No one likes to pay more taxes than they have to. But it’s possible you may be doing that very thing. did a recent story that detailed missed tax deduction opportunities related to business travel. Most expenses related to business travel and convention attendance are fully deductible.

IRS Publication 17 states that expenses incurred not only getting to your destination, but also while you’re there, are 100% deductible—provided the reason for going is entirely for business. If you go for business and stay a few extra days for fun, just make sure you note on your receipts what expenses were for business and which ones weren’t. Deductible expenses include airfare, baggage fees, lodging, ground transportation, meals, and tips. Even if you think it won’t count, save your receipt. Your tax professional will help you navigate the rules and limitations the IRS places on deducting these types of expenses.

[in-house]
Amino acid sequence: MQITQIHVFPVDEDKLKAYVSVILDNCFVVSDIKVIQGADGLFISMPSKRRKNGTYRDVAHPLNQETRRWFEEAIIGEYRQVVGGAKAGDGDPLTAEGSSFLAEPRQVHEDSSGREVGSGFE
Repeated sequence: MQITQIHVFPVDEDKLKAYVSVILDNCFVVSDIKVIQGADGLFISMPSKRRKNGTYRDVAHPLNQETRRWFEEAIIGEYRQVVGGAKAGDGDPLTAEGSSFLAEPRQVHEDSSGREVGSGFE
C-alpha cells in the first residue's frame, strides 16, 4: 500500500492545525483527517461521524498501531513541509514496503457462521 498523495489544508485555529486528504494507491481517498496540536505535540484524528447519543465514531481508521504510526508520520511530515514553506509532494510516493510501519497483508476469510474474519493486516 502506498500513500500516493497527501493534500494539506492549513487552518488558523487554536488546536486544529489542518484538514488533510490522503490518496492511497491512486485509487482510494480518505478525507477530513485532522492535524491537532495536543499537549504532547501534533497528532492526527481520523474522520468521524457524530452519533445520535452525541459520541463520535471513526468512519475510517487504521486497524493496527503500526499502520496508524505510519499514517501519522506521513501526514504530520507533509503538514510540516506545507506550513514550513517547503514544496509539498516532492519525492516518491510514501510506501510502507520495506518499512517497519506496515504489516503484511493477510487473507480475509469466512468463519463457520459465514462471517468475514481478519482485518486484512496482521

Also note that Chapter 26 of Publication 17 allows you to deduct networking expenses. So you can deduct your travel expenses when you attend conventions, if you can show that your attendance benefits your trade or business.

Many business owners miss travel expense deductions because they count some expenses as too frivolous, or they don’t think to gather all receipts. There’s no harm done by saving a receipt for something that doesn’t end up being deductible. But not deducting legitimate expenses you could have claimed means you’ll end up paying taxes you didn’t need to. Even if you think it won’t be deductible, save your receipts anyway. Come tax preparation time, the results may surprise you!